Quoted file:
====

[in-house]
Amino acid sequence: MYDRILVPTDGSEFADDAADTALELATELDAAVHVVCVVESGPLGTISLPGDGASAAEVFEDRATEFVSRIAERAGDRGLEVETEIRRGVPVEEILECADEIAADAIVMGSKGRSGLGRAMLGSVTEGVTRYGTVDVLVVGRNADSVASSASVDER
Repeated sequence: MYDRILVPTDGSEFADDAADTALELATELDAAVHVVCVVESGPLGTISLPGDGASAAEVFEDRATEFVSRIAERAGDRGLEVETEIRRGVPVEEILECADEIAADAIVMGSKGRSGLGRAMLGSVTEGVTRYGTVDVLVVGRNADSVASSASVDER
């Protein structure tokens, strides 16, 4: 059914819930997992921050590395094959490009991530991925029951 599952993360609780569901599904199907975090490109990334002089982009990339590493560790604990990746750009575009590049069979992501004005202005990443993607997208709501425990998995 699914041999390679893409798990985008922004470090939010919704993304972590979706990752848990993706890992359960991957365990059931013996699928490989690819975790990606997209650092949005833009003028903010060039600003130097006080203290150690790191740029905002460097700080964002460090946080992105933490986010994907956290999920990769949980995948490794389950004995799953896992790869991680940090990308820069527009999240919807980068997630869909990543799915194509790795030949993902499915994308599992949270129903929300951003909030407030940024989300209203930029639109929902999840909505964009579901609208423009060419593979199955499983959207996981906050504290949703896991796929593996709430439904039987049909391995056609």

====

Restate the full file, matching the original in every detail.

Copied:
[in-house]
Amino acid sequence: MYDRILVPTDGSEFADDAADTALELATELDAAVHVVCVVESGPLGTISLPGDGASAAEVFEDRATEFVSRIAERAGDRGLEVETEIRRGVPVEEILECADEIAADAIVMGSKGRSGLGRAMLGSVTEGVTRYGTVDVLVVGRNADSVASSASVDER
Repeated sequence: MYDRILVPTDGSEFADDAADTALELATELDAAVHVVCVVESGPLGTISLPGDGASAAEVFEDRATEFVSRIAERAGDRGLEVETEIRRGVPVEEILECADEIAADAIVMGSKGRSGLGRAMLGSVTEGVTRYGTVDVLVVGRNADSVASSASVDER
């Protein structure tokens, strides 16, 4: 059914819930997992921050590395094959490009991530991925029951 599952993360609780569901599904199907975090490109990334002089982009990339590493560790604990990746750009575009590049069979992501004005202005990443993607997208709501425990998995 699914041999390679893409798990985008922004470090939010919704993304972590979706990752848990993706890992359960991957365990059931013996699928490989690819975790990606997209650092949005833009003028903010060039600003130097006080203290150690790191740029905002460097700080964002460090946080992105933490986010994907956290999920990769949980995948490794389950004995799953896992790869991680940090990308820069527009999240919807980068997630869909990543799915194509790795030949993902499915994308599992949270129903929300951003909030407030940024989300209203930029639109929902999840909505964009579901609208423009060419593979199955499983959207996981906050504290949703896991796929593996709430439904039987049909391995056609």